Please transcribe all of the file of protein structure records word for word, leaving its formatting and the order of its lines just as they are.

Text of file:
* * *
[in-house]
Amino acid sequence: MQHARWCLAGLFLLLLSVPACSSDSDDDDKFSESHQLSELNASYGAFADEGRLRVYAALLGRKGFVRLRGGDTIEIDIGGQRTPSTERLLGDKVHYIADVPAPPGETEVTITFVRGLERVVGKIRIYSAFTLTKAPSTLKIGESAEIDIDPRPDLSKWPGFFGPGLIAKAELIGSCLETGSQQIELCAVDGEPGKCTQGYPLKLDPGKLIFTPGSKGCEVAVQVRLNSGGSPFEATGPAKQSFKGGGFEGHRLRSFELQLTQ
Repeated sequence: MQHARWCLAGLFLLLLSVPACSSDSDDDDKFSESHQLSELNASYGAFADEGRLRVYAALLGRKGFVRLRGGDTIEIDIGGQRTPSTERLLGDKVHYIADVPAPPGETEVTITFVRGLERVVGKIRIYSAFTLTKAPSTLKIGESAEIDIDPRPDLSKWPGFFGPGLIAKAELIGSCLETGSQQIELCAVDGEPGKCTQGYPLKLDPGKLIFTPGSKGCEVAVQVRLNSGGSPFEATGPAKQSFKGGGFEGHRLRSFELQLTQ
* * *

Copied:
[in-house]
Amino acid sequence: MQHARWCLAGLFLLLLSVPACSSDSDDDDKFSESHQLSELNASYGAFADEGRLRVYAALLGRKGFVRLRGGDTIEIDIGGQRTPSTERLLGDKVHYIADVPAPPGETEVTITFVRGLERVVGKIRIYSAFTLTKAPSTLKIGESAEIDIDPRPDLSKWPGFFGPGLIAKAELIGSCLETGSQQIELCAVDGEPGKCTQGYPLKLDPGKLIFTPGSKGCEVAVQVRLNSGGSPFEATGPAKQSFKGGGFEGHRLRSFELQLTQ
Repeated sequence: MQHARWCLAGLFLLLLSVPACSSDSDDDDKFSESHQLSELNASYGAFADEGRLRVYAALLGRKGFVRLRGGDTIEIDIGGQRTPSTERLLGDKVHYIADVPAPPGETEVTITFVRGLERVVGKIRIYSAFTLTKAPSTLKIGESAEIDIDPRPDLSKWPGFFGPGLIAKAELIGSCLETGSQQIELCAVDGEPGKCTQGYPLKLDPGKLIFTPGSKGCEVAVQVRLNSGGSPFEATGPAKQSFKGGGFEGHRLRSFELQLTQ